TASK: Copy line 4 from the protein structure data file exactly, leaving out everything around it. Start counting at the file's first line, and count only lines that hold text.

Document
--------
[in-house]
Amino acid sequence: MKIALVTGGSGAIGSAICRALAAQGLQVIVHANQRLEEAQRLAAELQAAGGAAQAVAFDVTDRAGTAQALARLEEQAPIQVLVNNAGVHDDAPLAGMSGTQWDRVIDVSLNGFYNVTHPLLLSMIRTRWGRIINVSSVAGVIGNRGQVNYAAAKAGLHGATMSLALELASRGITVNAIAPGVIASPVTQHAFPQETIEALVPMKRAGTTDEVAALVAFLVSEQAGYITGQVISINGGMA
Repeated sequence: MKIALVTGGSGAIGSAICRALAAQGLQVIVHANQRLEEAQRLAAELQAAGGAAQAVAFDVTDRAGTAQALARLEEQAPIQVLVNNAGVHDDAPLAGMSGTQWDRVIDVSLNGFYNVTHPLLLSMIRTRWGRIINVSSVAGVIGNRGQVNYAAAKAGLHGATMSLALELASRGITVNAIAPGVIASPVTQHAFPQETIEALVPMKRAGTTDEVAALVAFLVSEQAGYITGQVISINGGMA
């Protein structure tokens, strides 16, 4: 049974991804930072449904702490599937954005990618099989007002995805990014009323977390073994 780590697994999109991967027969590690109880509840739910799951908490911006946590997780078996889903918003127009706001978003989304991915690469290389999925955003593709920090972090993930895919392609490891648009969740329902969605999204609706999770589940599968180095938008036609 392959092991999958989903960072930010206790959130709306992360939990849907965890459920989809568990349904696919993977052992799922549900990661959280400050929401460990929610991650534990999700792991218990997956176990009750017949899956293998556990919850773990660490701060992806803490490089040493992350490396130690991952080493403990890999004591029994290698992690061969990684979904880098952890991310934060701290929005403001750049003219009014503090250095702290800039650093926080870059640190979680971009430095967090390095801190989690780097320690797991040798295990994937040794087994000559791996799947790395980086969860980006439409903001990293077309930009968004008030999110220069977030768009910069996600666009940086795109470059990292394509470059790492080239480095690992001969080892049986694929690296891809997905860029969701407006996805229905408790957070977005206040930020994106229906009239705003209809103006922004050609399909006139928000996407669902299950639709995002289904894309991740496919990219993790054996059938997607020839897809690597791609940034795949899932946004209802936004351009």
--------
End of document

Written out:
């Protein structure tokens, strides 16, 4: 049974991804930072449904702490599937954005990618099989007002995805990014009323977390073994 780590697994999109991967027969590690109880509840739910799951908490911006946590997780078996889903918003127009706001978003989304991915690469290389999925955003593709920090972090993930895919392609490891648009969740329902969605999204609706999770589940599968180095938008036609 392959092991999958989903960072930010206790959130709306992360939990849907965890459920989809568990349904696919993977052992799922549900990661959280400050929401460990929610991650534990999700792991218990997956176990009750017949899956293998556990919850773990660490701060992806803490490089040493992350490396130690991952080493403990890999004591029994290698992690061969990684979904880098952890991310934060701290929005403001750049003219009014503090250095702290800039650093926080870059640190979680971009430095967090390095801190989690780097320690797991040798295990994937040794087994000559791996799947790395980086969860980006439409903001990293077309930009968004008030999110220069977030768009910069996600666009940086795109470059990292394509470059790492080239480095690992001969080892049986694929690296891809997905860029969701407006996805229905408790957070977005206040930020994106229906009239705003209809103006922004050609399909006139928000996407669902299950639709995002289904894309991740496919990219993790054996059938997607020839897809690597791609940034795949899932946004209802936004351009």